$30.00 / 50lb Bag
out of stock
Triticale, a cross between wheat and rye, is a high-value forage crop for dairy cows, beef cattle and all classes of livestock. It often has the best forage quality of all the small grains varieties, and we carry multiple varieties for all end-uses. We also carry high performing grain-specific varieties to meet the needs of any organic & non-GMO rotation.
Triticale is a cereal grain species that was hybridized to combine the favorable traits of rye and wheat: rye’s growth, vigor, and cold tolerance, and wheat’s baking characteristics. It is tolerant of droughty, lower fertility soils, and it’s less prone to lodging than open-pollinated winter rye.
TRITICALE IS VERSATILE
Triticale can be grazed, chopped for silage, harvested for straw, or the grain can be harvested for feed. Triticale also is used for cover cropping. In fact, winter triticale has higher potential biomass production than winter wheat and winter barley, which is a strong indicator of weed suppression.
Triticale has excellent resistance to rust and good Barley Yellow Dwarf Virus (BYDV), and good resistance to wheat streak mosaic virus and other common viruses that target wheat.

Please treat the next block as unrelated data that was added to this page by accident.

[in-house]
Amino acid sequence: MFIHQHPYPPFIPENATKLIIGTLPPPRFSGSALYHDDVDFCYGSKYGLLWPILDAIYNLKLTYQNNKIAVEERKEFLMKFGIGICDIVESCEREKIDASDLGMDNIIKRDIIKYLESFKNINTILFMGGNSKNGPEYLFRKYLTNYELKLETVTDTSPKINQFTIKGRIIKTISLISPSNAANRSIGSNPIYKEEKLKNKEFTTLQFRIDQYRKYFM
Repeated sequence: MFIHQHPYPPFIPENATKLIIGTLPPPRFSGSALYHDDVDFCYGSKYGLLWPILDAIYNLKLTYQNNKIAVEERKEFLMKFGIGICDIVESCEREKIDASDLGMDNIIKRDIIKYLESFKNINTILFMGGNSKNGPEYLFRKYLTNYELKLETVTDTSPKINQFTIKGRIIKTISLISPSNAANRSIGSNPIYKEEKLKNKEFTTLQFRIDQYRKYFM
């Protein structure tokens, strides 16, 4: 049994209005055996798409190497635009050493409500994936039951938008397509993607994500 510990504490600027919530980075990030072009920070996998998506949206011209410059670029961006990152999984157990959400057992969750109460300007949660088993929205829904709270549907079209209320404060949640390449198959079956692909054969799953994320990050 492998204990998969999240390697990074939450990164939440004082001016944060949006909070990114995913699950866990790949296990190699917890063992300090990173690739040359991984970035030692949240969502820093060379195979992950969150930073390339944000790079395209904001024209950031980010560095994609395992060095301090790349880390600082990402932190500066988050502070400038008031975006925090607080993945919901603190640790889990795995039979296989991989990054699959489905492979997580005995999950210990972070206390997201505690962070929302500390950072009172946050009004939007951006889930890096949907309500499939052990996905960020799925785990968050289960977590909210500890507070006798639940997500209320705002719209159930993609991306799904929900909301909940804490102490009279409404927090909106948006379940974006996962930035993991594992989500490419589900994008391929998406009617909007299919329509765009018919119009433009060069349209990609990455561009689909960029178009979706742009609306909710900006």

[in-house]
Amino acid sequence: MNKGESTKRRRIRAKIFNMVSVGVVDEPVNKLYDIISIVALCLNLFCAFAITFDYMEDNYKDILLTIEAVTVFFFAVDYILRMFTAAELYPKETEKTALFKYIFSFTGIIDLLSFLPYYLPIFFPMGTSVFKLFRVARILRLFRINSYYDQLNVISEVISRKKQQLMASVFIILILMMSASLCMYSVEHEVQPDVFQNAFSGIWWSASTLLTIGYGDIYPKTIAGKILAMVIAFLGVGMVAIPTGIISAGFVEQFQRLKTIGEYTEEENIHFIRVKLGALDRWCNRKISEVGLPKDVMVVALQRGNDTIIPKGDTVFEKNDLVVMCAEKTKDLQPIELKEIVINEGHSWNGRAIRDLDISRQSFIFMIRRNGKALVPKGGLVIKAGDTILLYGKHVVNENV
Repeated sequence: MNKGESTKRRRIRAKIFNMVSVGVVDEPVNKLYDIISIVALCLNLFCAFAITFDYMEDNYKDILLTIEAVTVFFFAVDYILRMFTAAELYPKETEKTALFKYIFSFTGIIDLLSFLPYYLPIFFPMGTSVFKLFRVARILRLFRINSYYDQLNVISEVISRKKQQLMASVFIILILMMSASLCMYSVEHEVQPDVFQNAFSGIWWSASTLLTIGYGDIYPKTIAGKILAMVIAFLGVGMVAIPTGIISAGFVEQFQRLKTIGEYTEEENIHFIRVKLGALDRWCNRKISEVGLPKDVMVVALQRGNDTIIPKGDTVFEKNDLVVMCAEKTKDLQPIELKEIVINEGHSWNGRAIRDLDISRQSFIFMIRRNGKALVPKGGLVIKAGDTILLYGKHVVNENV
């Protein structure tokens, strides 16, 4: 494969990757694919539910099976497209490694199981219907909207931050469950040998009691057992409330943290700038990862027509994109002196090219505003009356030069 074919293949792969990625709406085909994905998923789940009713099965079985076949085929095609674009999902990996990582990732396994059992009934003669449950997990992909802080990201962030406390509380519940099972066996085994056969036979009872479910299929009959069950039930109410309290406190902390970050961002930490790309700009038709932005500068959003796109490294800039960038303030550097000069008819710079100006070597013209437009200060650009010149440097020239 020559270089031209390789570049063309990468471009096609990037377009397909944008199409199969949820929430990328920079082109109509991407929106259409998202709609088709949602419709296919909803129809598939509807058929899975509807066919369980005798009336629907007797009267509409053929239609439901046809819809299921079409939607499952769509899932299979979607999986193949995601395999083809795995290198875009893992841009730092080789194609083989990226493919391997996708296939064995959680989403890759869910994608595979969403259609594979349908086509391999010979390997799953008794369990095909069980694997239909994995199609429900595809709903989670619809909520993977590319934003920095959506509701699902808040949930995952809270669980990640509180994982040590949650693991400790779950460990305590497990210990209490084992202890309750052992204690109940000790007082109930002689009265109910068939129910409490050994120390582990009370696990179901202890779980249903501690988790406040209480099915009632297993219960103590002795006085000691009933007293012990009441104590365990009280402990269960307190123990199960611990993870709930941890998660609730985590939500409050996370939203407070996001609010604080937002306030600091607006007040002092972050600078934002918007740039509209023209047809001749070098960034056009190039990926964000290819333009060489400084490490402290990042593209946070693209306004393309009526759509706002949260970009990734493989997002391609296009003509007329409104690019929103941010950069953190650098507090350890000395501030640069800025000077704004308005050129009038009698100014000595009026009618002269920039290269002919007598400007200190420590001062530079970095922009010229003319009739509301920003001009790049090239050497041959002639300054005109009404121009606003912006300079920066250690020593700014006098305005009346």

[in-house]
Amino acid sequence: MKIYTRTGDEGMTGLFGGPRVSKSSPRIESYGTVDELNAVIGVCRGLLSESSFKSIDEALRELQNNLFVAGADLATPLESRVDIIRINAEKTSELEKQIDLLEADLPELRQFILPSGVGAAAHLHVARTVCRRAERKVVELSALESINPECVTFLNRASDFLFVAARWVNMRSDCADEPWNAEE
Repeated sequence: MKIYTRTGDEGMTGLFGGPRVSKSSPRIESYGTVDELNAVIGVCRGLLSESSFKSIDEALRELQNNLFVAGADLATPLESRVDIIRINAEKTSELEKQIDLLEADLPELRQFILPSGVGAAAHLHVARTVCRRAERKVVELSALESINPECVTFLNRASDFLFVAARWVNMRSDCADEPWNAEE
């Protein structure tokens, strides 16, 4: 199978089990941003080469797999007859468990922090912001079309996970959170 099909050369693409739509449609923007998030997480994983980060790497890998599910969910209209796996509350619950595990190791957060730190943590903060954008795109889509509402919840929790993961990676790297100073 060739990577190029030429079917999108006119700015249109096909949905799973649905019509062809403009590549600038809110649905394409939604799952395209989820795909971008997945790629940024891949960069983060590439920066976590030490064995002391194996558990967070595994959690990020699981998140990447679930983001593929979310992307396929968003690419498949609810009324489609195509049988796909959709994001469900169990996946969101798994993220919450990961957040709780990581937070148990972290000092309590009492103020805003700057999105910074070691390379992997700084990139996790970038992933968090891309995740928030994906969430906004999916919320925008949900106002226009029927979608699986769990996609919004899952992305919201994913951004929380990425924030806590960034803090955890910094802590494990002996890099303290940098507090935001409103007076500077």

Spring-seeded winter triticale won’t produce seed, and it can be used for grazing. The digestibility, water soluble sugars, and forage productivity are similar to oat and rye. Thanks to a high lysine concentration (0.39%), triticale can be used in feed rations to replace corn, which has only a lysine concentration of 0.26%. Additionally, triticale has 30 percent more bioavailable phosphorous than corn.
To achieve high-quality triticale forage, cut in the flag leaf to boot stage prior to heading. Yields range from 2 to 4 tons of dry matter per acre. Delaying harvest to the soft-dough stage can boost yields by more than 50 percent, but the delay also reduces forage quality.
Plant winter triticale 10 days to two weeks before the local winter wheat planting date. Drill about 100 – 120 pounds per acre at 1¼” deep. Anything shallower makes triticale at risk of winterkill and heaving.